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Graph of the Day: Interleague Records, though 2009 (mostly)

A month ago, we looked at interleague records through the 2008 season.  Here's an update through 2009's interleague, except for a Cubs/White Sox game that was postponed and is yet to be played.  The line is a 2-year moving average to smooth things out a bit.


Initially, for the first seven years or so, the leagues seemed to match up well against together.  That's despite arguments about inherent advantages for AL teams in interleague games (this is part of the reason I don't buy those arguments).  But something happened in 2005 or so to push us into an era of American League domination.  Payroll explosion?  Smart teams in the AL?  Whatever the cause, the AL is superior to the NL these days. (here's another look at the same stuff from erosen and stlfan).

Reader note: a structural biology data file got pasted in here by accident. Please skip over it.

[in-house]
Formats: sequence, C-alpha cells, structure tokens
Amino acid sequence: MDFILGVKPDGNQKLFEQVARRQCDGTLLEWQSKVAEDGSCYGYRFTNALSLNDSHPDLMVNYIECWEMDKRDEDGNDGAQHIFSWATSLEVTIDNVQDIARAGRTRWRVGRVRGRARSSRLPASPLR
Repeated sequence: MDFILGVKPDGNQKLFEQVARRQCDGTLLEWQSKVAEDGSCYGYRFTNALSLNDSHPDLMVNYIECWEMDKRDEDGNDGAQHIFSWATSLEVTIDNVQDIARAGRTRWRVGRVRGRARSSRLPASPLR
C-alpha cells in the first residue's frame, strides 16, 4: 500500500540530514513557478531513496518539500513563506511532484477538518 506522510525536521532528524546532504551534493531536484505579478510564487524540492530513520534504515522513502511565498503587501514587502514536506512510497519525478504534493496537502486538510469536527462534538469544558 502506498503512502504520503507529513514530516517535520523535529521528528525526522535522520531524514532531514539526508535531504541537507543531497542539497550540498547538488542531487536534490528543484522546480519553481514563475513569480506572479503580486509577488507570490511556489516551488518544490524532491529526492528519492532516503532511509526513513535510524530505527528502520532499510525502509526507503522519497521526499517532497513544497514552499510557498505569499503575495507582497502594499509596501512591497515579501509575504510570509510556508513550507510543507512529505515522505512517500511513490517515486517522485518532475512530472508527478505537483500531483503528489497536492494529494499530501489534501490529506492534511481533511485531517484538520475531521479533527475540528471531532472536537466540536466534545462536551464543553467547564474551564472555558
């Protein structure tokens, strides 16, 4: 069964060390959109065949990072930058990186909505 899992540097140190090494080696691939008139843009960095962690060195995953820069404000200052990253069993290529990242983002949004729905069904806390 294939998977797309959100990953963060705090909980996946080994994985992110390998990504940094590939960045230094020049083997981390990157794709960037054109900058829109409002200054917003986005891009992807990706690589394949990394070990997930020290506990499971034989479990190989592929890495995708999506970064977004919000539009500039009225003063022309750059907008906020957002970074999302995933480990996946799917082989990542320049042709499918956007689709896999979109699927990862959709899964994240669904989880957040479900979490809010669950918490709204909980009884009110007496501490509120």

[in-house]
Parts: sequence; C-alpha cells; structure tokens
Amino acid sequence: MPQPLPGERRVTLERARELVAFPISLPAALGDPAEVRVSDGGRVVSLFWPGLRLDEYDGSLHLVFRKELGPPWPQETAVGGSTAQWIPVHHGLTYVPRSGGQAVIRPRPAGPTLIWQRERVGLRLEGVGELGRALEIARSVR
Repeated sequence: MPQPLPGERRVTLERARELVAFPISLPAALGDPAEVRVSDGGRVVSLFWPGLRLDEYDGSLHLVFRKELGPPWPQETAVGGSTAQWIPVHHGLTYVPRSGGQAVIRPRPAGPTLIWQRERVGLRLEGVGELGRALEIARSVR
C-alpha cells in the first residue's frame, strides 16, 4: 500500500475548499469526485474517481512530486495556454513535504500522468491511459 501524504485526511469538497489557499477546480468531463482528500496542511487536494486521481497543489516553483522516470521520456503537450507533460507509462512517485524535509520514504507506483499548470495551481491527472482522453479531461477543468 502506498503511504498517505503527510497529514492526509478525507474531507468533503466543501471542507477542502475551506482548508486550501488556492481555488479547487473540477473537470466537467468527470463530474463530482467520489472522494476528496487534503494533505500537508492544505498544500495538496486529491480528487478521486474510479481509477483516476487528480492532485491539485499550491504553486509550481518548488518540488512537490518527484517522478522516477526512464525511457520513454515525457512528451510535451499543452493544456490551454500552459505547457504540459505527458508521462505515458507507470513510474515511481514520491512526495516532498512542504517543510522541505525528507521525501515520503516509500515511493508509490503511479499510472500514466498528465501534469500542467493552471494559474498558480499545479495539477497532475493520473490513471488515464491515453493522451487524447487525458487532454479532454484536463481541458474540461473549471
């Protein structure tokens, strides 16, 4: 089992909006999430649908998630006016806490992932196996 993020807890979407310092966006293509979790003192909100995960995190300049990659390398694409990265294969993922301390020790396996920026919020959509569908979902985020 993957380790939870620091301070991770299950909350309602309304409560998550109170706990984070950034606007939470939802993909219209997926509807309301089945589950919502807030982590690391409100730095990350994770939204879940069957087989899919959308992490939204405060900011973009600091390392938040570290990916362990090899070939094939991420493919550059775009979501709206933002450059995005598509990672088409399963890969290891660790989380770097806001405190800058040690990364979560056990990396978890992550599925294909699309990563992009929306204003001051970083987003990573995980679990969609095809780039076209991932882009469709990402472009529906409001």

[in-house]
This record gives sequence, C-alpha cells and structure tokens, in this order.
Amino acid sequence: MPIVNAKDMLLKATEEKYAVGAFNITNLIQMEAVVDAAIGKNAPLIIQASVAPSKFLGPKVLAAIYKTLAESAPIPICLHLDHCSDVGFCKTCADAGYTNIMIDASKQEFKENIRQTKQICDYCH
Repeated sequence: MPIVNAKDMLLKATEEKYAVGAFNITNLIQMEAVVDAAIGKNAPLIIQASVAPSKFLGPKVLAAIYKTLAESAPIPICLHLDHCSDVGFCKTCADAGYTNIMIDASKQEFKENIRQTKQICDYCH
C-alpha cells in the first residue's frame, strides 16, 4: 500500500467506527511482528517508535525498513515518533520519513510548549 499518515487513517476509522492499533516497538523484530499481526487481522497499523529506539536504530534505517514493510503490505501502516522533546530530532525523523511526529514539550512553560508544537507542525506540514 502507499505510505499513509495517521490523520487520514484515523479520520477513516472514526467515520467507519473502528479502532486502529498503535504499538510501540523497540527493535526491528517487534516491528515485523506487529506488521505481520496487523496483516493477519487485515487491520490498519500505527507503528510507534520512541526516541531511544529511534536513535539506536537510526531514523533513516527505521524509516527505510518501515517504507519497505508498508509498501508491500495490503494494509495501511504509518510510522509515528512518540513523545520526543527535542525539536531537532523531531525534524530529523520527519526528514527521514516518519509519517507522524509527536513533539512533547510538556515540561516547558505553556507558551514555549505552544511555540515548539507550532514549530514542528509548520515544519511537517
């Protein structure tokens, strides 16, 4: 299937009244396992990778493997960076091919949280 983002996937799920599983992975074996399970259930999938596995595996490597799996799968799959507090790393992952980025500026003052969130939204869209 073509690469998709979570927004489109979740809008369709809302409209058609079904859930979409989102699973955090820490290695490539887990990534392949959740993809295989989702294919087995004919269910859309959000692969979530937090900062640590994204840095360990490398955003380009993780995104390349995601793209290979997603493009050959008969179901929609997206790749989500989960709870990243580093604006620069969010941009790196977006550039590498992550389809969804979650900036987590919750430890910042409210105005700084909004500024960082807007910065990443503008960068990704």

The 5-year average (2005-2009) winning percentage for the AL through 2009 is now 0.566, up from 0.558 for 2004-2008.

Let's take a hypothetical 0.500 team from the AL and from the NL from the past five years.  The interleague records tell us that the "average" AL team should beat the average NL team to the tune of a 0.566 winning percentage.  In order to get the AL team to beat the NL team with a 0.566 winning percentage using the odds ratio and PythagenPat, we have to give the AL team a 26-run bonus to both offense and defense, while simultaneously giving a 26-run penalty to the NL team on offense and defense.  That's a 52-run adjustment PER TEAM!

While some have criticized the BtB power rankings' league adjustment for being too large, we only apply a 40-run adjustment per team.  Maybe we're being too conservative. :)